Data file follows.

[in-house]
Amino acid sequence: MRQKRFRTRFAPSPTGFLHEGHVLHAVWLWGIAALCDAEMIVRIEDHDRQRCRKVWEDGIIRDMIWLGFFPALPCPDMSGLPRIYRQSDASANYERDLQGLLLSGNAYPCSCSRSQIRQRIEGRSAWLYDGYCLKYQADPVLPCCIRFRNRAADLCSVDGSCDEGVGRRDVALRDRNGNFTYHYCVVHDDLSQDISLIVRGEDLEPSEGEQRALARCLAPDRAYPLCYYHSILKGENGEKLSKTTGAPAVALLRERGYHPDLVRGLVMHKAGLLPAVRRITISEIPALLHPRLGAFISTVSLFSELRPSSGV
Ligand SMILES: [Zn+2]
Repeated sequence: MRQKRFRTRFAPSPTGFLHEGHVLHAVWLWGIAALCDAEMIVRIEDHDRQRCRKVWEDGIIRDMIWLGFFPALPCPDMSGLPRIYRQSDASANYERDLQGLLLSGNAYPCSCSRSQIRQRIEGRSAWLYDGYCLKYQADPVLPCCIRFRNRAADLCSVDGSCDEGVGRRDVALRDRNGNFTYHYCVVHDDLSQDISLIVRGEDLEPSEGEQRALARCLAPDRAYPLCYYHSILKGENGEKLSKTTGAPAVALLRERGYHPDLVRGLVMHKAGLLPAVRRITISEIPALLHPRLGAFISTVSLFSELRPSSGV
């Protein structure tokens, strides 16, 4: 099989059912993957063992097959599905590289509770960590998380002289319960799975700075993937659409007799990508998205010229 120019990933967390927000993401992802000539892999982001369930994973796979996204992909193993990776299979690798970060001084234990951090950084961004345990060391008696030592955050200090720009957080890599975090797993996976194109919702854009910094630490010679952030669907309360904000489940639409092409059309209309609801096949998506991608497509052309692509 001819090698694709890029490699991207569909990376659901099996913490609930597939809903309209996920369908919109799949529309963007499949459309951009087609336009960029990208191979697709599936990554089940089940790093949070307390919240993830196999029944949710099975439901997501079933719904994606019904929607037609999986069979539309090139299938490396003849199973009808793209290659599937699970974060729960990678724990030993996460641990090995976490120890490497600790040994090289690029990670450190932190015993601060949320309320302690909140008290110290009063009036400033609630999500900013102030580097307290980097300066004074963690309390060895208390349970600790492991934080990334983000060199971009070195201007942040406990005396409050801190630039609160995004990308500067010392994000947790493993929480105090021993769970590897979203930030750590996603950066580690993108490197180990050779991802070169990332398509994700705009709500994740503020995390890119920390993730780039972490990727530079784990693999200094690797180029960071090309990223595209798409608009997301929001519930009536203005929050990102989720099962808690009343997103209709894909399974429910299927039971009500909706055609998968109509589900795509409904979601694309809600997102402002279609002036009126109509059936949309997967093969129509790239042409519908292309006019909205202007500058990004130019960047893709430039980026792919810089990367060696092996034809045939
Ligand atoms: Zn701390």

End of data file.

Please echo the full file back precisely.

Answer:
[in-house]
Amino acid sequence: MRQKRFRTRFAPSPTGFLHEGHVLHAVWLWGIAALCDAEMIVRIEDHDRQRCRKVWEDGIIRDMIWLGFFPALPCPDMSGLPRIYRQSDASANYERDLQGLLLSGNAYPCSCSRSQIRQRIEGRSAWLYDGYCLKYQADPVLPCCIRFRNRAADLCSVDGSCDEGVGRRDVALRDRNGNFTYHYCVVHDDLSQDISLIVRGEDLEPSEGEQRALARCLAPDRAYPLCYYHSILKGENGEKLSKTTGAPAVALLRERGYHPDLVRGLVMHKAGLLPAVRRITISEIPALLHPRLGAFISTVSLFSELRPSSGV
Ligand SMILES: [Zn+2]
Repeated sequence: MRQKRFRTRFAPSPTGFLHEGHVLHAVWLWGIAALCDAEMIVRIEDHDRQRCRKVWEDGIIRDMIWLGFFPALPCPDMSGLPRIYRQSDASANYERDLQGLLLSGNAYPCSCSRSQIRQRIEGRSAWLYDGYCLKYQADPVLPCCIRFRNRAADLCSVDGSCDEGVGRRDVALRDRNGNFTYHYCVVHDDLSQDISLIVRGEDLEPSEGEQRALARCLAPDRAYPLCYYHSILKGENGEKLSKTTGAPAVALLRERGYHPDLVRGLVMHKAGLLPAVRRITISEIPALLHPRLGAFISTVSLFSELRPSSGV
């Protein structure tokens, strides 16, 4: 099989059912993957063992097959599905590289509770960590998380002289319960799975700075993937659409007799990508998205010229 120019990933967390927000993401992802000539892999982001369930994973796979996204992909193993990776299979690798970060001084234990951090950084961004345990060391008696030592955050200090720009957080890599975090797993996976194109919702854009910094630490010679952030669907309360904000489940639409092409059309209309609801096949998506991608497509052309692509 001819090698694709890029490699991207569909990376659901099996913490609930597939809903309209996920369908919109799949529309963007499949459309951009087609336009960029990208191979697709599936990554089940089940790093949070307390919240993830196999029944949710099975439901997501079933719904994606019904929607037609999986069979539309090139299938490396003849199973009808793209290659599937699970974060729960990678724990030993996460641990090995976490120890490497600790040994090289690029990670450190932190015993601060949320309320302690909140008290110290009063009036400033609630999500900013102030580097307290980097300066004074963690309390060895208390349970600790492991934080990334983000060199971009070195201007942040406990005396409050801190630039609160995004990308500067010392994000947790493993929480105090021993769970590897979203930030750590996603950066580690993108490197180990050779991802070169990332398509994700705009709500994740503020995390890119920390993730780039972490990727530079784990693999200094690797180029960071090309990223595209798409608009997301929001519930009536203005929050990102989720099962808690009343997103209709894909399974429910299927039971009500909706055609998968109509589900795509409904979601694309809600997102402002279609002036009126109509059936949309997967093969129509790239042409519908292309006019909205202007500058990004130019960047893709430039980026792919810089990367060696092996034809045939
Ligand atoms: Zn701390």